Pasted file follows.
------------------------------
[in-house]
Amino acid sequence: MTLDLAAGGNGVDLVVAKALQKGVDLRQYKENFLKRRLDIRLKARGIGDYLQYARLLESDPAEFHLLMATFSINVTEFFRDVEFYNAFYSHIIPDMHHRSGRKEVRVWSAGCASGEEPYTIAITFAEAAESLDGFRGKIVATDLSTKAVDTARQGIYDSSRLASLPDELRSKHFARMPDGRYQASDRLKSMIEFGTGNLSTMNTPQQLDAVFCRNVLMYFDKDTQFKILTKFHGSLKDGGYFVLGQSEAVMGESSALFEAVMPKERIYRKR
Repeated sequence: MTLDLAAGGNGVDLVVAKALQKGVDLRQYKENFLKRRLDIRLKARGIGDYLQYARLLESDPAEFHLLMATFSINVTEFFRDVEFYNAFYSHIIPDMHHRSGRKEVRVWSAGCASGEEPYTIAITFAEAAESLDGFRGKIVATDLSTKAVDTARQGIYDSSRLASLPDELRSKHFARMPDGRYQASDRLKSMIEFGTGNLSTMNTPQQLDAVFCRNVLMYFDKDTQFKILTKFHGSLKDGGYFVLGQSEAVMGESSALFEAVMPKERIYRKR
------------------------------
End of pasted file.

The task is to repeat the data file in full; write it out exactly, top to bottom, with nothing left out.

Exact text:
[in-house]
Amino acid sequence: MTLDLAAGGNGVDLVVAKALQKGVDLRQYKENFLKRRLDIRLKARGIGDYLQYARLLESDPAEFHLLMATFSINVTEFFRDVEFYNAFYSHIIPDMHHRSGRKEVRVWSAGCASGEEPYTIAITFAEAAESLDGFRGKIVATDLSTKAVDTARQGIYDSSRLASLPDELRSKHFARMPDGRYQASDRLKSMIEFGTGNLSTMNTPQQLDAVFCRNVLMYFDKDTQFKILTKFHGSLKDGGYFVLGQSEAVMGESSALFEAVMPKERIYRKR
Repeated sequence: MTLDLAAGGNGVDLVVAKALQKGVDLRQYKENFLKRRLDIRLKARGIGDYLQYARLLESDPAEFHLLMATFSINVTEFFRDVEFYNAFYSHIIPDMHHRSGRKEVRVWSAGCASGEEPYTIAITFAEAAESLDGFRGKIVATDLSTKAVDTARQGIYDSSRLASLPDELRSKHFARMPDGRYQASDRLKSMIEFGTGNLSTMNTPQQLDAVFCRNVLMYFDKDTQFKILTKFHGSLKDGGYFVLGQSEAVMGESSALFEAVMPKERIYRKR